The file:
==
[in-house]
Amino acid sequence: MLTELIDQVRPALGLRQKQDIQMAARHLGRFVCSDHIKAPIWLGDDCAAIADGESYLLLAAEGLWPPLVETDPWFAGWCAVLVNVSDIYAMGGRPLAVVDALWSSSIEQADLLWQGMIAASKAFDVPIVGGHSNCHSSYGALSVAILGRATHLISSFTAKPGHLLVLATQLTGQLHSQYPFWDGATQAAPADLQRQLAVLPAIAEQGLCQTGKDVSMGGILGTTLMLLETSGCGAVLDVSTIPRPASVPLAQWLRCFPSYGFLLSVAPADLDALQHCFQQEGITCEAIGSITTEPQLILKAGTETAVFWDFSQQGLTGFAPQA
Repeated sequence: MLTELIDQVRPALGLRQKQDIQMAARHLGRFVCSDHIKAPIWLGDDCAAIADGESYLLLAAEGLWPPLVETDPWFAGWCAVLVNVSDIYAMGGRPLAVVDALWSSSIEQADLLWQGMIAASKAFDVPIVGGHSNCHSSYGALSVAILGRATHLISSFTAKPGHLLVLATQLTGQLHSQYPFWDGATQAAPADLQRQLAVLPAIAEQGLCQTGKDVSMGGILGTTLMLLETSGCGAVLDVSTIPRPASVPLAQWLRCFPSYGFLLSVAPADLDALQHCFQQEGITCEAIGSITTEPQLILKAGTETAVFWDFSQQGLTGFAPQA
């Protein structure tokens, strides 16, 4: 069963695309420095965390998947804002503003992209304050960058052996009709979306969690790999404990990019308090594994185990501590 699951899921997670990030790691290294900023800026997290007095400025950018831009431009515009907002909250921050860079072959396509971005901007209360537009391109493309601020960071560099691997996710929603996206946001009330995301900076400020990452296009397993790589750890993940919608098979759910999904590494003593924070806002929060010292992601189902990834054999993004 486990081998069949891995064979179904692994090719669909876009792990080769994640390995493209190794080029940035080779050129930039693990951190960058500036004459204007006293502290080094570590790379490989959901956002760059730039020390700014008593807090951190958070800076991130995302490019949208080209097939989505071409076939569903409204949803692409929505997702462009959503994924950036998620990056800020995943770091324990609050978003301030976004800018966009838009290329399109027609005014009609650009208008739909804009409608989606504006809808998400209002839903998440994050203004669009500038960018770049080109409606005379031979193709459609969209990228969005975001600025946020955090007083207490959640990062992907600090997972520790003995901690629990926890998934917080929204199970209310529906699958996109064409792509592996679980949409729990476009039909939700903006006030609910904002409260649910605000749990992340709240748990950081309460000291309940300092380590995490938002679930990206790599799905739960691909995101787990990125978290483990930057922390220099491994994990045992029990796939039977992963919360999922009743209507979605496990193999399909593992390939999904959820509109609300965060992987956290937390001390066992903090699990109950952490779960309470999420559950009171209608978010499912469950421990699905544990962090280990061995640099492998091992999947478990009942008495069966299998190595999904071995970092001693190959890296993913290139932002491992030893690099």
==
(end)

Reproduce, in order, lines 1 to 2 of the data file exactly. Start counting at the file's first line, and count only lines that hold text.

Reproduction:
[in-house]
Amino acid sequence: MLTELIDQVRPALGLRQKQDIQMAARHLGRFVCSDHIKAPIWLGDDCAAIADGESYLLLAAEGLWPPLVETDPWFAGWCAVLVNVSDIYAMGGRPLAVVDALWSSSIEQADLLWQGMIAASKAFDVPIVGGHSNCHSSYGALSVAILGRATHLISSFTAKPGHLLVLATQLTGQLHSQYPFWDGATQAAPADLQRQLAVLPAIAEQGLCQTGKDVSMGGILGTTLMLLETSGCGAVLDVSTIPRPASVPLAQWLRCFPSYGFLLSVAPADLDALQHCFQQEGITCEAIGSITTEPQLILKAGTETAVFWDFSQQGLTGFAPQA